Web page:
Into the Wild Personal Essay Unit 5 Embedded Assessment 1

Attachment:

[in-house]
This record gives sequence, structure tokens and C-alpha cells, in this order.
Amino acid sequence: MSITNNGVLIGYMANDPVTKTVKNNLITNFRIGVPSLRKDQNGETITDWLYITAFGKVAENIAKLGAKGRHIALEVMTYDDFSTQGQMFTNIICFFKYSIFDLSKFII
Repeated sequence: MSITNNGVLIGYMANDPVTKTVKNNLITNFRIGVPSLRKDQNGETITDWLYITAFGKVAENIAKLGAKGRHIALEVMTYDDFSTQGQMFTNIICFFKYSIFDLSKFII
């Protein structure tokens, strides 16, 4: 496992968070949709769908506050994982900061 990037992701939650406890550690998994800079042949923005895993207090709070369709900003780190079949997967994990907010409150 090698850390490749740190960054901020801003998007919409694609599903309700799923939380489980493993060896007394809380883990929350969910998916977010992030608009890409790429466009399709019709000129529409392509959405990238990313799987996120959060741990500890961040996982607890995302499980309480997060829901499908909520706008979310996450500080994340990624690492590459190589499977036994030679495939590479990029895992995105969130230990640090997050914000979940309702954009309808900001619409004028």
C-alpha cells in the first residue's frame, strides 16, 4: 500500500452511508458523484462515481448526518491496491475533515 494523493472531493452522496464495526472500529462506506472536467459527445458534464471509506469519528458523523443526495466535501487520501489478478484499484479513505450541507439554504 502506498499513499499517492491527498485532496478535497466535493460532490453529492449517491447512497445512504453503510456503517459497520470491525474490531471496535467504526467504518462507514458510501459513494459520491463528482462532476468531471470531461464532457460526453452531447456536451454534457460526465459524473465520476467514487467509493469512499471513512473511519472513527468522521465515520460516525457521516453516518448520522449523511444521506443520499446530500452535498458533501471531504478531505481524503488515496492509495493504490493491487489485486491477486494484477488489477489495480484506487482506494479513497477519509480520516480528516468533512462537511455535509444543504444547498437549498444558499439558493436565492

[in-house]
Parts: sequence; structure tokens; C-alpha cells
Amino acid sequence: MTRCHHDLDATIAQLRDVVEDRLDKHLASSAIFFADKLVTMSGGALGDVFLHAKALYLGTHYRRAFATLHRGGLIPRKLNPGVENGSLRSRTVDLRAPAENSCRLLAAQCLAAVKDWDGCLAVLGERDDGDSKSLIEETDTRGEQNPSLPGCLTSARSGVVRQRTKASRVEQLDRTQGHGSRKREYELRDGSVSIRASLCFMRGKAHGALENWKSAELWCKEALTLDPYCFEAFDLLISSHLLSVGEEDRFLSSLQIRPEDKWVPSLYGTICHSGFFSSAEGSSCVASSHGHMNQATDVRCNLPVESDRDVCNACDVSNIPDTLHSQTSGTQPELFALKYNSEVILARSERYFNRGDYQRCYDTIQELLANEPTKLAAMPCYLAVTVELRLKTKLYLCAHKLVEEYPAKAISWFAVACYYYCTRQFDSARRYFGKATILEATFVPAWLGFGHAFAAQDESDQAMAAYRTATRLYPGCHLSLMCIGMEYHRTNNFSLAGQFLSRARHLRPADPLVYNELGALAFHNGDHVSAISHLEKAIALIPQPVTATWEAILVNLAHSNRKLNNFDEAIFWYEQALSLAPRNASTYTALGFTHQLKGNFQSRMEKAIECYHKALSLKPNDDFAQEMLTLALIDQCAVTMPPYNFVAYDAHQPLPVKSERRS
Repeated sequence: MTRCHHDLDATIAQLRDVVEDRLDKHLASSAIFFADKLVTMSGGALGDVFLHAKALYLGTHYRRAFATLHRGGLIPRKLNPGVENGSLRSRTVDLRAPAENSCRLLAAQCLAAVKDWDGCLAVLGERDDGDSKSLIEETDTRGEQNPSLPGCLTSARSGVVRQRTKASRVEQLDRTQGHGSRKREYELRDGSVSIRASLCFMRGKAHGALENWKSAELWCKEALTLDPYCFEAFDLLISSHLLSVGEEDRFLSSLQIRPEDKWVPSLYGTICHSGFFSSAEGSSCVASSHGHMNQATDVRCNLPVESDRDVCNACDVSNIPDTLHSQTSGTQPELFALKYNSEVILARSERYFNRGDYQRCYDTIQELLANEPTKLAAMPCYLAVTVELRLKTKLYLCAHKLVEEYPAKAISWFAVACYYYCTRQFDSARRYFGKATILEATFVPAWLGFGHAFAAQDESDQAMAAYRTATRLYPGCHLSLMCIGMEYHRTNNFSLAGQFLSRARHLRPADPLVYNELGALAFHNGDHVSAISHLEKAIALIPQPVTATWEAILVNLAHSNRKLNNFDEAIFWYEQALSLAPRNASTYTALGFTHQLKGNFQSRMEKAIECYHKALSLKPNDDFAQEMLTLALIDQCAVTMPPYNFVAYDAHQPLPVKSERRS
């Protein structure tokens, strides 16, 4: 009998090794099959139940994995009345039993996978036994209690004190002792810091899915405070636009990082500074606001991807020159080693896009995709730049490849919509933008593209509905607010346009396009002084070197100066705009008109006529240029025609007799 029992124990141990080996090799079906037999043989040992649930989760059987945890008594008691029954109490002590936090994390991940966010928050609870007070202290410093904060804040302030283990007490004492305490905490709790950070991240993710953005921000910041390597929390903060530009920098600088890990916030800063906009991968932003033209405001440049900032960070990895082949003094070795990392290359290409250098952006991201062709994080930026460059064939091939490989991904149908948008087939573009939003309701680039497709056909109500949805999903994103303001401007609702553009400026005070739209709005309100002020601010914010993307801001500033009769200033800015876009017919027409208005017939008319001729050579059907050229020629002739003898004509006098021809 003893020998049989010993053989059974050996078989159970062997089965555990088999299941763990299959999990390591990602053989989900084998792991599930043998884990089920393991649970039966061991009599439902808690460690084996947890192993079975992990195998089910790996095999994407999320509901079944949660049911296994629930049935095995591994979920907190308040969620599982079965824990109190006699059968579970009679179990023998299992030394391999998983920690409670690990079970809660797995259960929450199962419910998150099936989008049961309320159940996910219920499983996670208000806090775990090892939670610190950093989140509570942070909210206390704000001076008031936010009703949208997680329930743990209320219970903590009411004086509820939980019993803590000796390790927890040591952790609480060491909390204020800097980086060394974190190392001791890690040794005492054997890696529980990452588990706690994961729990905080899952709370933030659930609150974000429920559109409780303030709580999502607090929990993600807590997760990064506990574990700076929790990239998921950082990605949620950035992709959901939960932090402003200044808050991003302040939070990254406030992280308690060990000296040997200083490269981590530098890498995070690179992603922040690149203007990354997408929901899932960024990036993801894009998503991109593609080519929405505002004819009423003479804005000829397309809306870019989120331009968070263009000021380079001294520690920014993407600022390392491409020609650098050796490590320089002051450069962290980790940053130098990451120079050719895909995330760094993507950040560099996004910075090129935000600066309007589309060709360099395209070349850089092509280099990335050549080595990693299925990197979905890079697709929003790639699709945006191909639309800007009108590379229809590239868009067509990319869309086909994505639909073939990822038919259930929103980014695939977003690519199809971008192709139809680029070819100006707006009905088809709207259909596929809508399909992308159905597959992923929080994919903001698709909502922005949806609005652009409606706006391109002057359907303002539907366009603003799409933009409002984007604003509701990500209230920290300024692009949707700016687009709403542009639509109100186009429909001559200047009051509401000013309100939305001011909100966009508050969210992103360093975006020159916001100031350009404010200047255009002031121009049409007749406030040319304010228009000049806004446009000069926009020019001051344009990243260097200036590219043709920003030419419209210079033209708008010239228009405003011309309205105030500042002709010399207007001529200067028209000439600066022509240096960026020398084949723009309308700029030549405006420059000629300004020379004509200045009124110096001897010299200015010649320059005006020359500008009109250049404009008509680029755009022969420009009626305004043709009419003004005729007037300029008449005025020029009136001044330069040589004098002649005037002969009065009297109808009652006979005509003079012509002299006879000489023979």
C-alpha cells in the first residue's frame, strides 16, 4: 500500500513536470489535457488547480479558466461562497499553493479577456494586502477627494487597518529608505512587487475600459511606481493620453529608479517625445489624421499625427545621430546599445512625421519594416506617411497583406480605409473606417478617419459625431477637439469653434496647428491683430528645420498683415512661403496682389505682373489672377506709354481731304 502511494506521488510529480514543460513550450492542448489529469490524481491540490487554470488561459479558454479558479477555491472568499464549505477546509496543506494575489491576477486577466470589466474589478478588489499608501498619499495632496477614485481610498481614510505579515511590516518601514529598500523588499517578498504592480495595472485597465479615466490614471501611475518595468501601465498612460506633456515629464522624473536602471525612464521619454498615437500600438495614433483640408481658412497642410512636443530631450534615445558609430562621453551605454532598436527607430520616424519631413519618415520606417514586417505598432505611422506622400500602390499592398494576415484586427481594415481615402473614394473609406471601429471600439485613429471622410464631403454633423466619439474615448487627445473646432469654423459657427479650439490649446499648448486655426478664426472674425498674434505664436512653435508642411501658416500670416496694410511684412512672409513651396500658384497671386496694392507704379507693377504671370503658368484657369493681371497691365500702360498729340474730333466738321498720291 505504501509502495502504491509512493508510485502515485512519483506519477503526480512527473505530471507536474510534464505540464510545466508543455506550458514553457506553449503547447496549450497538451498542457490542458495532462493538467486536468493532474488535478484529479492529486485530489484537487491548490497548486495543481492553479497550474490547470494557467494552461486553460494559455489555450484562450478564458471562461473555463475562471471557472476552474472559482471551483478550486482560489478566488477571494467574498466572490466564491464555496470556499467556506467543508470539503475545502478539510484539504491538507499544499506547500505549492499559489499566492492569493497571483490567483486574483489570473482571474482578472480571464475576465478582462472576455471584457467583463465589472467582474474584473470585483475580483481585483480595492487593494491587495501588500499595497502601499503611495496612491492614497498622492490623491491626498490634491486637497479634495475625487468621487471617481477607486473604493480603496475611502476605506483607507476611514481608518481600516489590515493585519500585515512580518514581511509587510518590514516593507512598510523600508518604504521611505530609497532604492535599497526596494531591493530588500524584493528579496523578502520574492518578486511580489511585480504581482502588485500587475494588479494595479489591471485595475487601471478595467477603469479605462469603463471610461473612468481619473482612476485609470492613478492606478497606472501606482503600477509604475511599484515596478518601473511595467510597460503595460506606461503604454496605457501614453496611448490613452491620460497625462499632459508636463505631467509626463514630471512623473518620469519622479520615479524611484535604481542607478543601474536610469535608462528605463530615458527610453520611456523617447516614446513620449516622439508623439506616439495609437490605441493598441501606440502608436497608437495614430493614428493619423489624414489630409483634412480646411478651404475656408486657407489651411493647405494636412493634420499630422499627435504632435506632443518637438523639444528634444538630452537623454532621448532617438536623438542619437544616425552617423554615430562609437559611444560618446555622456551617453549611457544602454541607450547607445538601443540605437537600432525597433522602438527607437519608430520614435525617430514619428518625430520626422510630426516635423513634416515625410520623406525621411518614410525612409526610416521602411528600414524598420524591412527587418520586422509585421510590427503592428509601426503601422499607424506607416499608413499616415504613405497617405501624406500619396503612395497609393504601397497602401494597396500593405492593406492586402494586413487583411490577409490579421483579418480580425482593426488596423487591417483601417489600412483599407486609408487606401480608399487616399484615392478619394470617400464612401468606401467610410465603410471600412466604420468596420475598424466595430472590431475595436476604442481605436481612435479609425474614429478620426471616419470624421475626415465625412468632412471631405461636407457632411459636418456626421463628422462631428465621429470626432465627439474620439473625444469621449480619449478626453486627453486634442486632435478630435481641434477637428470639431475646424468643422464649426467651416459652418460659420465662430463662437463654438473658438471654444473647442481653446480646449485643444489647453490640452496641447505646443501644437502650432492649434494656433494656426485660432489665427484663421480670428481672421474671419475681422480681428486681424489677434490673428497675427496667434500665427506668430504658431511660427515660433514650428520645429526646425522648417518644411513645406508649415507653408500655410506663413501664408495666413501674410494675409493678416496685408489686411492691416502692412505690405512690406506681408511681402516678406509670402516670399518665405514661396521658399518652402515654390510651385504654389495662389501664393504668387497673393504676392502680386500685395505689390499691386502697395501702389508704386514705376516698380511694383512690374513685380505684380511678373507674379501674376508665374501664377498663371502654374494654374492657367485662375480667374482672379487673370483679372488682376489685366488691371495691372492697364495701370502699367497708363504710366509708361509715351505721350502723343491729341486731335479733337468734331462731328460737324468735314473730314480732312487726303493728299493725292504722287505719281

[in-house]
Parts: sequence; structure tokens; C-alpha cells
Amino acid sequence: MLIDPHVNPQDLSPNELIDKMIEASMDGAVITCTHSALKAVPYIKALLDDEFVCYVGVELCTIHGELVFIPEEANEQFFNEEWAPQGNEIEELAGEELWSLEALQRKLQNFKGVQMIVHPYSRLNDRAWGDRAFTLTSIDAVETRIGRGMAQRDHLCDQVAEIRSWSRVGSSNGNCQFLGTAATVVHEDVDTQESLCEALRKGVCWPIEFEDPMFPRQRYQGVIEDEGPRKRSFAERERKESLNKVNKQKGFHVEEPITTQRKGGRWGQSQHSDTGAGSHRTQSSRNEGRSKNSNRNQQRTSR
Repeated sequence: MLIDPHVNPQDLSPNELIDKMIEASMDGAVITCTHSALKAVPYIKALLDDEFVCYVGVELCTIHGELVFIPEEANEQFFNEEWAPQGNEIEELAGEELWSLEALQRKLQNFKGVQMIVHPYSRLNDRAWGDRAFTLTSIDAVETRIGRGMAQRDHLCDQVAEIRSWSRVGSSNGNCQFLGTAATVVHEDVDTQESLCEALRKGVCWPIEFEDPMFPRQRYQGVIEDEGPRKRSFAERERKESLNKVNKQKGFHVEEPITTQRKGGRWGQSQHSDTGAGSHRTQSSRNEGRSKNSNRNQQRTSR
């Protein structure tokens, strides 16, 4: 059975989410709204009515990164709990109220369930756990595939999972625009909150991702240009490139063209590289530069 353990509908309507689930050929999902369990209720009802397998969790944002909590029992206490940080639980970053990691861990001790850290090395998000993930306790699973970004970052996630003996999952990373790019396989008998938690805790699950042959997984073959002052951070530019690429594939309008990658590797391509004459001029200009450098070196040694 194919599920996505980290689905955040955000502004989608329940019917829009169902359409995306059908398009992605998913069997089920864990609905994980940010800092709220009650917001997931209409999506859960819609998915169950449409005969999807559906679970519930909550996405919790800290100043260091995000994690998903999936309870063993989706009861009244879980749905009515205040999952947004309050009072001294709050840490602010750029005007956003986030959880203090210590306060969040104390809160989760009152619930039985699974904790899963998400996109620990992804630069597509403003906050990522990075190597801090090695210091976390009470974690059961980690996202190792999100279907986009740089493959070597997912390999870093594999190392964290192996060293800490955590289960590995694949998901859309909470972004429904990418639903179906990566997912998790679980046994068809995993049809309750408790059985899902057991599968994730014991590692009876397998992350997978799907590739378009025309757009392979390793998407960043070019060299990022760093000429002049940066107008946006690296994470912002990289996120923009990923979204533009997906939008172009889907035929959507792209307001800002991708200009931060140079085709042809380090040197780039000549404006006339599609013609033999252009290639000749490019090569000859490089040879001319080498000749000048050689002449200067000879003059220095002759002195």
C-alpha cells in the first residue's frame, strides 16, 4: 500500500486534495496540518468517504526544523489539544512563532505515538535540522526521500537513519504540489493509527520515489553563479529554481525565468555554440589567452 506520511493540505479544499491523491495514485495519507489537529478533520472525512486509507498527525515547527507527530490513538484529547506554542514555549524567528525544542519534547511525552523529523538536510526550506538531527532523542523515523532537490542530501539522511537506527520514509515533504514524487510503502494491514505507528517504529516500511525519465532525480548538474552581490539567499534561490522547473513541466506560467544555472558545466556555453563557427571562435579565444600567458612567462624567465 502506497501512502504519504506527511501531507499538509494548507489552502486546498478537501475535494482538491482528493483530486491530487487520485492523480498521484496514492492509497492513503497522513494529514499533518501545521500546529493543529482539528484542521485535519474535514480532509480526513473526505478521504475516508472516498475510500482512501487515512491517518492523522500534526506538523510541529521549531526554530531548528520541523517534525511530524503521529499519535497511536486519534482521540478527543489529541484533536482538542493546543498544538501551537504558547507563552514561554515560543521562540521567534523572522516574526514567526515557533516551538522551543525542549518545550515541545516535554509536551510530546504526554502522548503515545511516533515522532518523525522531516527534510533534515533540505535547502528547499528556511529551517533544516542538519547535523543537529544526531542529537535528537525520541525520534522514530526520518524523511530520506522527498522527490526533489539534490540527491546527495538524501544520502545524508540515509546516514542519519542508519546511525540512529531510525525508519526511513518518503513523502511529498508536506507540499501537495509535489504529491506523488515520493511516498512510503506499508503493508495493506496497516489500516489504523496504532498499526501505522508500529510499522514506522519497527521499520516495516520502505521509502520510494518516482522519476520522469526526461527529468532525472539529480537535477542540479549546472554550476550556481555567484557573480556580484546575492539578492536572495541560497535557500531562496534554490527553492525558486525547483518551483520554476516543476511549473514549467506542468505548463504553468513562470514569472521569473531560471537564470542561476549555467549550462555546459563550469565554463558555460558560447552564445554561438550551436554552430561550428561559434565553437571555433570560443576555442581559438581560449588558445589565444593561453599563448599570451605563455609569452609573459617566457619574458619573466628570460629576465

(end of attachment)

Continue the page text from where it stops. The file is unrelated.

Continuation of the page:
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Into the Wild Personal Essay; Unit 5 Embedded Assessment 1 Krakauer’s novel Into The Wild, reveals the author's connection and relates Chris’ adventures to his own experience in mountain climbing and living on his own. This is not your typical memoir where the author tells a story about their lives. Jon Krakauer is not the main character; however he tells a story of this boy who leaves his well-developed family for no apparent reason. But not only does he tell Chris’ story, he tells his own by fusing them altogether. While reading Into The Wild, although I couldn’t particularly relate to Chris’ passion for secluded living, I was able to sympathize with the ultimate compulsion that lead him to live in the Magic Bus in Alaska. Chris McCandless' relationship with his father was strained at best. Chris was an opinionated, determined, and stubborn young man with high ideals and little room for compromise. His father was a hardworking man with high standards who shared his son's inability to compromise. Chris was always critical of his parents and their lifestyle, but that criticism turned to outright anger when Chris learned that his father had lived a double life with another family for a time. Chris saw his father as a liar and a hypocrite and he was never able to forgive his father. A recurrent theme in Chris' journal was a search for "truth", and he linked that search to the lack of truth he perceived in his family life. After graduating from college Chris felt the need to flee from his family and their expectations in order to seek the truth that he felt he had never experienced. To say that I grew up in a broken home growing up would be a gross misstatement. The word broken implies that at one time the item was in one piece, complete, together; my family life couldn’t possibly be described as broken because we were never whole to begin with. As a child

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